It’s citrus season, so what better way to make use of all those extra peels than to make a garland that smells as good as it looks!!
In this month’s Wonder Wednesday activity, we’re making citrus garlands that can be enjoyed inside or out, depending on if, and how, you embellish them!
This activity makes a fun group project in the classroom or individual project at home.
You can easily adapt the procedure to fit the needs of the children’s ages, and I’ve included lots of extensions! Any way you make it, this garland will look and smell great while bringing the cheer of citrus to the middle of winter!
Wonder Wednesday #42: Citrus Garlands
Citrus peels. Each large navel orange has the potential to make 3-4 garland pieces, but you can use any type or combo citrsu fruits you like.
Small cookie cutters
String or yarn
An awl or other hole poking tool
A safety needle or tape on the end of the string to make it easier for threading.
Birdseed and vegetable shortening or and nut butter
Glitter and sequens
I used a combo or yellow and red navel oranges I got from a local farmer, but I am spoiled this time of year living in Florida!
Cut the citrus into quarters.
Carefully remove the fruit from the peels down to the pith. If they rip they probably won’t be big enough, but it all depends on how small your cookie cutters actually are.
Before cutting into the shapes, I let the peels sit out on the counter overnight to dehydrate a little bit. This makes the peels a little more leathery and pliable. This also makes it easy to pre prep for the classroom, but you can cut them fresh too.
The dryer the peels the harder they are to use with the cookie cutter, so I used the scissors to cut a few portions out. As an alternative, you could also draw shapes on the peel with marker and cut or poke the pieces out.
Flatten out the peels and cut fun shaped pieces out from the peels.
Once you have the desired number of pieces, using the awl or poking tool, punch 2 holes in each piece.
Poking the holes is easy. If you want to string in a pattern, you could poke some holes at the top and others at the bottom.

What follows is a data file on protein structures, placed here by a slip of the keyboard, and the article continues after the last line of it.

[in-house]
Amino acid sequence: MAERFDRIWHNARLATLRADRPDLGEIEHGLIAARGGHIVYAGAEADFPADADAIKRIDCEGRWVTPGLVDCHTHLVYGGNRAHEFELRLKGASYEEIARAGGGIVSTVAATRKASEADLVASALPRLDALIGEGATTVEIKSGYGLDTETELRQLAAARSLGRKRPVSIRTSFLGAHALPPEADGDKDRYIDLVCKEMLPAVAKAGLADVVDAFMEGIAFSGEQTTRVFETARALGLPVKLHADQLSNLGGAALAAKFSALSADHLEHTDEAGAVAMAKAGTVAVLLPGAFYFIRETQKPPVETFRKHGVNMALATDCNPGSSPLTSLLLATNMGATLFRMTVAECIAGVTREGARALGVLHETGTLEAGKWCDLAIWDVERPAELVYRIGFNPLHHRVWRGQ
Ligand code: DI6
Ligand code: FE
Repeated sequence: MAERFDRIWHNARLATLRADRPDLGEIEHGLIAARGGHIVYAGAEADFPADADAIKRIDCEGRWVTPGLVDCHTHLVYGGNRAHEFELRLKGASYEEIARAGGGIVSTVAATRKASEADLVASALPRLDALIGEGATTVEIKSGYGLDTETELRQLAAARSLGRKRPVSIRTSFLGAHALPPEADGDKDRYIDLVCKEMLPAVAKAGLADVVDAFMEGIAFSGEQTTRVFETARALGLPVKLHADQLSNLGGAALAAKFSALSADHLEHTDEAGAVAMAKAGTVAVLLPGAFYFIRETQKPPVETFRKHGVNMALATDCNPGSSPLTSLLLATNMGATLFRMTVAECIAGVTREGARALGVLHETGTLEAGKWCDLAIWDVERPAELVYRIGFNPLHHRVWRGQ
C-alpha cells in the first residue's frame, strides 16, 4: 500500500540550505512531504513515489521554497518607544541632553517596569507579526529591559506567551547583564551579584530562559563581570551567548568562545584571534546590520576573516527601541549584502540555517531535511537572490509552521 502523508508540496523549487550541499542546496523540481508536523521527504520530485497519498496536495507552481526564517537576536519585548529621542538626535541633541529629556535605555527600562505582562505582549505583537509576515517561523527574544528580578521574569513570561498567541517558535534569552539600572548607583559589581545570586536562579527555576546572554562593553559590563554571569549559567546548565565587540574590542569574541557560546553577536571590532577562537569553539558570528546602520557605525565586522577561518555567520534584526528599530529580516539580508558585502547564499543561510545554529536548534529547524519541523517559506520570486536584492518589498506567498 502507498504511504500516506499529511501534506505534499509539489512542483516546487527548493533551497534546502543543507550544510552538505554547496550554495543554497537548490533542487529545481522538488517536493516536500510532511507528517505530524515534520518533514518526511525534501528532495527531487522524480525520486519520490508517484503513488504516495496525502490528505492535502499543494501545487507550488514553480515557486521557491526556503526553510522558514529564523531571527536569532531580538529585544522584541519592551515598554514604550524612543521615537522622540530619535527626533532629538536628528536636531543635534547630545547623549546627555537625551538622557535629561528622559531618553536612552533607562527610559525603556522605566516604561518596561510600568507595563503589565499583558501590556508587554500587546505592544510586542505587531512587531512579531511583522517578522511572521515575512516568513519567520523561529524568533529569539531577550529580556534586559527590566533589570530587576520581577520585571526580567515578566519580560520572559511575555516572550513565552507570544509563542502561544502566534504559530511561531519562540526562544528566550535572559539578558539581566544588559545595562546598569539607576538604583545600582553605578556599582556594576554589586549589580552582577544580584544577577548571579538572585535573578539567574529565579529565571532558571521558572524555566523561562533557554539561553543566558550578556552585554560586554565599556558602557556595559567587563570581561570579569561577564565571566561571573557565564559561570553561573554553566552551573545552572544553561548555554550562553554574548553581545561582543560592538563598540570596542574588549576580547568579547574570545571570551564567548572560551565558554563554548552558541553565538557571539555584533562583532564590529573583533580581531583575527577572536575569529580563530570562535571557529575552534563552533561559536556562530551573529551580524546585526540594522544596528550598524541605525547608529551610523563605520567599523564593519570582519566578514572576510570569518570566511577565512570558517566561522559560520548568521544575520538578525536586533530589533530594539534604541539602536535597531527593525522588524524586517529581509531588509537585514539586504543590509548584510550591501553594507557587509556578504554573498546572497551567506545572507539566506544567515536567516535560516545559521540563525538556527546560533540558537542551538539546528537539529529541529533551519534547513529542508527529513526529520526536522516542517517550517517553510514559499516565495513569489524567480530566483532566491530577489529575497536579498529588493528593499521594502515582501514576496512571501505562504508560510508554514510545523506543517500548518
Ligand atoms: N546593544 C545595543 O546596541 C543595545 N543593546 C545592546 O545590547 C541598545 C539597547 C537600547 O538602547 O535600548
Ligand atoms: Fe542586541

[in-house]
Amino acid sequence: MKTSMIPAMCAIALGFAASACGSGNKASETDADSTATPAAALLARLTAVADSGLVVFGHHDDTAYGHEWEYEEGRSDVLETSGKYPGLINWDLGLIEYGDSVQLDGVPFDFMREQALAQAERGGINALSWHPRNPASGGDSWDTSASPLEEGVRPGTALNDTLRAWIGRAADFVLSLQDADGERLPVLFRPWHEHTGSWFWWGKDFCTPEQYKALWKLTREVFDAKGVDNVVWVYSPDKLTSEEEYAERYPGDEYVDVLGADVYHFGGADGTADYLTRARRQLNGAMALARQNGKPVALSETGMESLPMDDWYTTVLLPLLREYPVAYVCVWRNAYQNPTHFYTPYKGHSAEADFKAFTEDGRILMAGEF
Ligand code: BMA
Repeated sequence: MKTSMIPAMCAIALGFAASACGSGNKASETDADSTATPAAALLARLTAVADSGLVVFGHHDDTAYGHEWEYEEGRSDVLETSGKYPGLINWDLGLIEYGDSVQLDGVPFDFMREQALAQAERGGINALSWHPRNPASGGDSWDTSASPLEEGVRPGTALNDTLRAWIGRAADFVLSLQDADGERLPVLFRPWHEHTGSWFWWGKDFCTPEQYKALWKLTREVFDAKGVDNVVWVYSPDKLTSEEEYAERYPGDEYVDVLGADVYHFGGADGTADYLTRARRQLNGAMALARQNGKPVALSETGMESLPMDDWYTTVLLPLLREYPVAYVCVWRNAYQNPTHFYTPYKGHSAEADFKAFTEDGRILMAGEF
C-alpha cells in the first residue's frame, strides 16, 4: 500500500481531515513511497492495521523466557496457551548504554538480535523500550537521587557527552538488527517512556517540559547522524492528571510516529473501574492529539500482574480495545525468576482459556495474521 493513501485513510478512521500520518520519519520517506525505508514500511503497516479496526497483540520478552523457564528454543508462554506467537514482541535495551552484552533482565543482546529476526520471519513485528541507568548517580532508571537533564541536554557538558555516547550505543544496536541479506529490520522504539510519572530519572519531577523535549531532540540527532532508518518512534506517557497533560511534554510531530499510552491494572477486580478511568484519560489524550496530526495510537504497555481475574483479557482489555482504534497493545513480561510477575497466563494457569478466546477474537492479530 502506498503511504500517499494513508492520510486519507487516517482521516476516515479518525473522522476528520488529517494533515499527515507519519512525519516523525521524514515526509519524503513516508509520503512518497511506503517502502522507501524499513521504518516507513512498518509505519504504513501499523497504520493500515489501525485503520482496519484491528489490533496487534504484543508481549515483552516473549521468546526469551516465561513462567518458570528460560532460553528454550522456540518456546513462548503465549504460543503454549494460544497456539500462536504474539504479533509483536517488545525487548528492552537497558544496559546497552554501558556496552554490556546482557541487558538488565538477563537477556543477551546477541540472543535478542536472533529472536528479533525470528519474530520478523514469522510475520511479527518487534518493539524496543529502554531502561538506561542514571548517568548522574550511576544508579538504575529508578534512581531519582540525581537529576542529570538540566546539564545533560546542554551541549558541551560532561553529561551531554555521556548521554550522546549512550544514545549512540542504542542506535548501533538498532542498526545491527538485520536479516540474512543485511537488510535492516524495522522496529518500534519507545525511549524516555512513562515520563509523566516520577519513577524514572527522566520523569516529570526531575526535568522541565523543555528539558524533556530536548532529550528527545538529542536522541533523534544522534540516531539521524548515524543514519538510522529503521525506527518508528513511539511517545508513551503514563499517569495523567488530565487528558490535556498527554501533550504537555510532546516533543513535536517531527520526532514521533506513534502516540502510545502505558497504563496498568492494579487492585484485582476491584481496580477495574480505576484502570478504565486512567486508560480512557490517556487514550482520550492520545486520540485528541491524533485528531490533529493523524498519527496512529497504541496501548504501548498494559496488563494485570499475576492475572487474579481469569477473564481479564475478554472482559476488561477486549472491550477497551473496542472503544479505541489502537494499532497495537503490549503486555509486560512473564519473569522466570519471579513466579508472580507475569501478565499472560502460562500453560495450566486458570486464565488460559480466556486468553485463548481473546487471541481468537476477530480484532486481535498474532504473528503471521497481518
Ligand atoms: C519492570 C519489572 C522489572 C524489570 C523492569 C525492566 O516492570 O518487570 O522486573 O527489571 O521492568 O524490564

Decide how long you want your garland and cut a piece of string a foot or two longer than you want. Tie a little hanging loop at one end and thread the needle through the other.
Thread away in any pattern you like! If you decide to embellish in any way, string all the peels first before adding the seed, glitter, or cloves.
Thread the string through the garland pieces basically sewing them onto the string. You can measure out the intervals or eyeball it. if you decide to measure, I’d recommend tying knots after each peel piece (like you would string pearls) so they don’t slide and all the measuring isn’t in vain.
Once the pieces are all strung up, hang your garland inside or out!
As the peels continue to dehydrate the pieces will shrink, but the cheerful color will stay!
Cheerful citrus on a scrappy winter bush!
Make it a bird feeder: After stringing up the pieces, spread nut butter or vegetable shortening onto the white side of each citrus piece. sprinkle with birdseed and hang outside as a cheerful tasty snack for visiting birds!
Give it some glam: After stringing, practice your sewing skills or use glue to attach sequins, glitter, dangles, and whatever sparkly things you love to the garland to let it shine cheer around your room!
Spice it up: After stringing, poke clove buds into the peel pieces to add a warm spice scent to the fresh citrus smell to warm your winter home or classroom.
Make it a math project: Learn all about dehydration! Weigh the citrus fruits, weight the peels before the dehydrate, then weigh them during different stages of dehydration. Compare and document the states of dehydration through peel piece weight, color, texture, and even between different types of citrus fruits over a period of time. Then graph it!
OR for younger mathletes: pre cut and hole poke the pieces, then have them string the shape cut outs in a pattern – alternating peel and pith sides, alternating shapes if you have more than one, alternating right side up and upside down, or all of the above!
OR make it a measuring extravaganza: Measure the peel piece widths, your space to hang it, decide how much space you want between each piece and figure out exactly how long the string needs to be. You could try to measure the allotment for the knots, but that would be tough. I’d Skip the knots if doing all this measuring, there’s too many variables in knotting, but try if you like!
Economic geography: Do the project as an extension to learning the geographic origins of citrus fruits, have a citrus tasting, learn the main producers of citrus today, and if you live in a citrus region, visit a farm or farmer at a producer only farmers market! An in depth research project about the nutritional facts and benefits of citrus could be included too!
What’s your favorite type of citrus fruit? I like honey bell tangelos!
Share your favorite in the comments below!
Share pics of your garlands on Instagram #wingswormsandwonder
Seeds to Sprout:
This is a really awesome Holistic Creative eAdventure intended to empower, nurture and celebrate your innate creative expression, healing journey, and personal development!
Interested in making 12 handmade journals and learning 18 different ways to fill them (4 from me personally because I am a core teacher in the course and an affiliate and my 1st lesson went live today!!!)?
Join the Wings, Worms, and Wonder online nature journaling school! I’m about to put 2 free classes inside!